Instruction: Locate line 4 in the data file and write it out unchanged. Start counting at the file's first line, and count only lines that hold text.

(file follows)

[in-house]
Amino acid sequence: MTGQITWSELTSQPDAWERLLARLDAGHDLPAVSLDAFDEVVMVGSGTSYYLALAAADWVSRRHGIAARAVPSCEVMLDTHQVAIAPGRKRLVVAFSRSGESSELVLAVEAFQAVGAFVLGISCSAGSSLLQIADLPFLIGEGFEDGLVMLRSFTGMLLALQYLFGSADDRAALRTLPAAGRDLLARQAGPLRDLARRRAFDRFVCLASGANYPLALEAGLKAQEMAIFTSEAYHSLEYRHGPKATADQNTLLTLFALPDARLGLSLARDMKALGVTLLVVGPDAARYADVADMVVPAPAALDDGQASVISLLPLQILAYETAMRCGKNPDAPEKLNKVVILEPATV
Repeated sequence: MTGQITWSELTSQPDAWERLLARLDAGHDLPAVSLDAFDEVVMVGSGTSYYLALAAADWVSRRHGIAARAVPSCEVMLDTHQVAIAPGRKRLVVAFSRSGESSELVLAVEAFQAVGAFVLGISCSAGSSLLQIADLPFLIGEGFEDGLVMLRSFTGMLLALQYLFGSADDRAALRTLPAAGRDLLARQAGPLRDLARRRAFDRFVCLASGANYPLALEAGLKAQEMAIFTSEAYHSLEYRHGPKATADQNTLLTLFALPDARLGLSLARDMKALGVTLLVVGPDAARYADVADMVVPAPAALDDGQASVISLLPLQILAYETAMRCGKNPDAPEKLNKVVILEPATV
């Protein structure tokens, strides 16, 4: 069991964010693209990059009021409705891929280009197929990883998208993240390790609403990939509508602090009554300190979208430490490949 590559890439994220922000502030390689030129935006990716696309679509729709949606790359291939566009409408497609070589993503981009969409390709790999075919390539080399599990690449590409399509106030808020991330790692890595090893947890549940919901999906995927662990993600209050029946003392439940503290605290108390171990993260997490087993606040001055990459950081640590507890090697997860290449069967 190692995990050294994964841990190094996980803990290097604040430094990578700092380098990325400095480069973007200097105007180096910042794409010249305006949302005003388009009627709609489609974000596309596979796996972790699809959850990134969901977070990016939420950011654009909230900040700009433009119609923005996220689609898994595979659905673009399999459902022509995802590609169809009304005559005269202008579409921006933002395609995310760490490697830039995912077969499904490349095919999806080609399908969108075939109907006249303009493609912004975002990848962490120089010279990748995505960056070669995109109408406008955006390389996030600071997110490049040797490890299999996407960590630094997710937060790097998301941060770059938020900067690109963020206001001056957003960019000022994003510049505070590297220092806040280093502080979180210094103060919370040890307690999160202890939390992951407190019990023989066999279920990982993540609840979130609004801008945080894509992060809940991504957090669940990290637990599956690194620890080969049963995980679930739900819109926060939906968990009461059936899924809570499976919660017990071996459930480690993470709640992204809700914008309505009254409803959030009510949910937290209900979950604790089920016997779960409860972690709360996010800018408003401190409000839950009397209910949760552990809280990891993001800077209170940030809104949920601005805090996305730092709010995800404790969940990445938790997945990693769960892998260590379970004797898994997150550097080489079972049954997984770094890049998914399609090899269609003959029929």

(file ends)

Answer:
């Protein structure tokens, strides 16, 4: 069991964010693209990059009021409705891929280009197929990883998208993240390790609403990939509508602090009554300190979208430490490949 590559890439994220922000502030390689030129935006990716696309679509729709949606790359291939566009409408497609070589993503981009969409390709790999075919390539080399599990690449590409399509106030808020991330790692890595090893947890549940919901999906995927662990993600209050029946003392439940503290605290108390171990993260997490087993606040001055990459950081640590507890090697997860290449069967 190692995990050294994964841990190094996980803990290097604040430094990578700092380098990325400095480069973007200097105007180096910042794409010249305006949302005003388009009627709609489609974000596309596979796996972790699809959850990134969901977070990016939420950011654009909230900040700009433009119609923005996220689609898994595979659905673009399999459902022509995802590609169809009304005559005269202008579409921006933002395609995310760490490697830039995912077969499904490349095919999806080609399908969108075939109907006249303009493609912004975002990848962490120089010279990748995505960056070669995109109408406008955006390389996030600071997110490049040797490890299999996407960590630094997710937060790097998301941060770059938020900067690109963020206001001056957003960019000022994003510049505070590297220092806040280093502080979180210094103060919370040890307690999160202890939390992951407190019990023989066999279920990982993540609840979130609004801008945080894509992060809940991504957090669940990290637990599956690194620890080969049963995980679930739900819109926060939906968990009461059936899924809570499976919660017990071996459930480690993470709640992204809700914008309505009254409803959030009510949910937290209900979950604790089920016997779960409860972690709360996010800018408003401190409000839950009397209910949760552990809280990891993001800077209170940030809104949920601005805090996305730092709010995800404790969940990445938790997945990693769960892998260590379970004797898994997150550097080489079972049954997984770094890049998914399609090899269609003959029929």